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Who Will Do It?

The ubiquitous use of “we will” in grant proposals paves the way for grant-management nightmares. When the grant proposal does not assign tasks to specific positions, those tasks usually fall by the wayside when the intense work of program start-up gets underway. Here are a few examples of important tasks that often end up unassigned.

The 4 Cs of Grant Management

To manage grant awards effectively, you’ve got to know the rules. With private funders, the regulations and requirements can usually be adequately handled through good business and accounting practices.

But it’s different with government grants, especially federal grants. Uniform Guidance issued by the U.S. Office of Management and Budget (OMB), along with agency-specific and program-specific requirements, demand that someone within your organization develop an understanding of the rules and regulations.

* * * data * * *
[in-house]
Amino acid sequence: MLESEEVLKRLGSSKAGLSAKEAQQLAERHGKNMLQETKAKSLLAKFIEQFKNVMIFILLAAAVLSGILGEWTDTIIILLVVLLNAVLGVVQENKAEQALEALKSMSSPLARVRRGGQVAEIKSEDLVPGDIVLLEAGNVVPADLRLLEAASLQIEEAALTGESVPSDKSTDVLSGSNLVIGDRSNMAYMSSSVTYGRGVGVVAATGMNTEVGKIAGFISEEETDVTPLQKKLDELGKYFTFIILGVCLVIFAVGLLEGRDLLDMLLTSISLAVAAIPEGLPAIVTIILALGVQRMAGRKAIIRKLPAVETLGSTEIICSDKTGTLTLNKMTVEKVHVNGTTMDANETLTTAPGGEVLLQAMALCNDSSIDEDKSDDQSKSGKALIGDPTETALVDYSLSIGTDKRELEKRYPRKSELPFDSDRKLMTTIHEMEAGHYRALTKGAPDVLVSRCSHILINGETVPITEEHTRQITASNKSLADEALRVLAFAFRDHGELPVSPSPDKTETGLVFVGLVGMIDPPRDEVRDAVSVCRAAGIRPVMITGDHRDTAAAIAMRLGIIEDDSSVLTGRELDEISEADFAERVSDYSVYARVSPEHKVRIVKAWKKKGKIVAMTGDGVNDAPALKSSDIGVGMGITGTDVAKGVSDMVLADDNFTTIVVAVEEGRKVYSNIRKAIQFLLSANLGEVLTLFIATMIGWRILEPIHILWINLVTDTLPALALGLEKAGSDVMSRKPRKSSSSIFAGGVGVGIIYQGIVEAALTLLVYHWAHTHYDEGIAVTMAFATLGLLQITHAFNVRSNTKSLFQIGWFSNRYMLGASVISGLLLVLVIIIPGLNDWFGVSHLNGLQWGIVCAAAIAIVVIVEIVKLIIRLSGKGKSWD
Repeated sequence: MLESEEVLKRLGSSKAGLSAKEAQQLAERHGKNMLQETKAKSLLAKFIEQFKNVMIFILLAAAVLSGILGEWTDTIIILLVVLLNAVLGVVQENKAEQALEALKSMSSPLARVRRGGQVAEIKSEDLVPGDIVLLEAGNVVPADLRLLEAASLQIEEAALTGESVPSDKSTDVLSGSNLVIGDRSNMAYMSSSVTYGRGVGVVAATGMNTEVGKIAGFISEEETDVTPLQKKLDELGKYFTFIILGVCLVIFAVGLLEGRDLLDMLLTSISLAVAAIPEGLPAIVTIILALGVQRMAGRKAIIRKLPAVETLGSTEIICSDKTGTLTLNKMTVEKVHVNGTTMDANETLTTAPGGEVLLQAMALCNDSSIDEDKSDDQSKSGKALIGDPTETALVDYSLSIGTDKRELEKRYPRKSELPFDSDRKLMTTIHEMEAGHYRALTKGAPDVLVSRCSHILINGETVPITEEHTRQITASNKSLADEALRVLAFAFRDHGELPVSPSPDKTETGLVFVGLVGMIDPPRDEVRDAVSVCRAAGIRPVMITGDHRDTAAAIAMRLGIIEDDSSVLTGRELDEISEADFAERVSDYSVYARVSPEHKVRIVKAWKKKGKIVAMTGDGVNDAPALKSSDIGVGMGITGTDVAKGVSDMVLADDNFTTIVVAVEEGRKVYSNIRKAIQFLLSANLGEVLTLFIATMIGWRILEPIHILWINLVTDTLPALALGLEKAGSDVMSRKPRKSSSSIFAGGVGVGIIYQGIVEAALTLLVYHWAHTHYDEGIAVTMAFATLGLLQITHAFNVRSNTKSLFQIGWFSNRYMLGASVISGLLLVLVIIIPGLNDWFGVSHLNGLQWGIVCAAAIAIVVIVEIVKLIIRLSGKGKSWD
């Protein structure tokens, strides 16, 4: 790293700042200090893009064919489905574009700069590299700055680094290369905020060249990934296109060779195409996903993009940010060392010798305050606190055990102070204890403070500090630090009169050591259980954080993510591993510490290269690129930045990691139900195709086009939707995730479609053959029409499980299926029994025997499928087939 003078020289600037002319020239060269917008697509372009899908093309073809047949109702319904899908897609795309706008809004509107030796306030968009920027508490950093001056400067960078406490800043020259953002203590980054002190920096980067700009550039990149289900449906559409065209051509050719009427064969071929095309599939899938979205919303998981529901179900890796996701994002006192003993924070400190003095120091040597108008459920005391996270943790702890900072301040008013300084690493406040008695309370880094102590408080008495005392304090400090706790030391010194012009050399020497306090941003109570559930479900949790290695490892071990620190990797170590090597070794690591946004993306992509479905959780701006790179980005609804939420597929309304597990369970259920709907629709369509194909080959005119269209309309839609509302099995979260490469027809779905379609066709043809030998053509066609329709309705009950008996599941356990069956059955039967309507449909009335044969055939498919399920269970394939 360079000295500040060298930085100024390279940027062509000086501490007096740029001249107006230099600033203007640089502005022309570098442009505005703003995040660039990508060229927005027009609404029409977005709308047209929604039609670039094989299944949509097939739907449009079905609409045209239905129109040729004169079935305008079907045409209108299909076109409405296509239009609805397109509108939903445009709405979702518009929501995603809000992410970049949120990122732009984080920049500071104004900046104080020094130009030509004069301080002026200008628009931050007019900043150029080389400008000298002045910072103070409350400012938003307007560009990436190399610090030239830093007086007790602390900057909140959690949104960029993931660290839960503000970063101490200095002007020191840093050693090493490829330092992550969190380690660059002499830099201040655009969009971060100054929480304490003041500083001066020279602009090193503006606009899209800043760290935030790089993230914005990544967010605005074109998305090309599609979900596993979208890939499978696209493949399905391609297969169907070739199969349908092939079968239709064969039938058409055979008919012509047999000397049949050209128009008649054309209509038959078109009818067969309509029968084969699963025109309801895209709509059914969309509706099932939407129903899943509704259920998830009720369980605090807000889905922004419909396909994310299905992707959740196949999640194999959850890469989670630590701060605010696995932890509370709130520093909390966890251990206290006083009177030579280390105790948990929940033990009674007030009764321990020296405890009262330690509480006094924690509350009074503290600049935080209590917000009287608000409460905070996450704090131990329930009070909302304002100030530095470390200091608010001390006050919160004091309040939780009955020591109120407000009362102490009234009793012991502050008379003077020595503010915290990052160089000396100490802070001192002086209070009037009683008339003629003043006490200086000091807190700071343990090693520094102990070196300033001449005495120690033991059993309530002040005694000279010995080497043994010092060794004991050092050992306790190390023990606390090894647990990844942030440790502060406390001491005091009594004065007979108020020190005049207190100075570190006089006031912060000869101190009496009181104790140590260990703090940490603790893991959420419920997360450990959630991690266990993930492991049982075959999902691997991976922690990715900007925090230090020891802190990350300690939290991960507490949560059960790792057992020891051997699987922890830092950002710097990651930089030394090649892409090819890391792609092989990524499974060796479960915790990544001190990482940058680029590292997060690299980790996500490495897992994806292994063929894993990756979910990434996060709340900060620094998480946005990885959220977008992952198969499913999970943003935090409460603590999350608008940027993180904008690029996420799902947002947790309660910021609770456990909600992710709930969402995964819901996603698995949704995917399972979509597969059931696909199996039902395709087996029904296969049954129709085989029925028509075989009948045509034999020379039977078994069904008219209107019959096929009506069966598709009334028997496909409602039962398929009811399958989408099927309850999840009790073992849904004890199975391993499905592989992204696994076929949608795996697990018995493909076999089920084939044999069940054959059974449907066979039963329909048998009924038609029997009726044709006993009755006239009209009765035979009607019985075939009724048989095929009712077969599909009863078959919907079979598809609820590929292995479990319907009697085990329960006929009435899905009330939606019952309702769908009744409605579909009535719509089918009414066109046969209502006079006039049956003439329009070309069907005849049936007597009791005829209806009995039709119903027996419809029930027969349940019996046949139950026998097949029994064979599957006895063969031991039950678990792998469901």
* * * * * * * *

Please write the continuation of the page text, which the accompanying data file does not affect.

Good Work Requires Strong Infrastructure

Almost every nonprofit wants grant funding. And why not? Grants are a great resource for powering your organization’s work forward, but the infrastructure to support grant acquisition and management is commonly neglected. Large nonprofits, hospitals, and educational institutions typically invest in infrastructure to support the grants process, but in small and mid-sized nonprofits, grants work is commonly catch-as-catch-can, with various staff members taking on roles that can be matched with their skills and squeezed into their workload.

Program Start-Up Demands

When you win a major grant award, a tsunami of demands roars in with the money and all too often your buoyant “we won” high sinks beneath the stress. Project start-up is tough, and careful management is critical. The first step in avoiding mistakes is to fully grasp the importance of this stage in the life of the grant. Experienced administrators know start-up is a make-it or break-it time. Here are a few tips for a full-throttle blast off to a successful grant-funded program.

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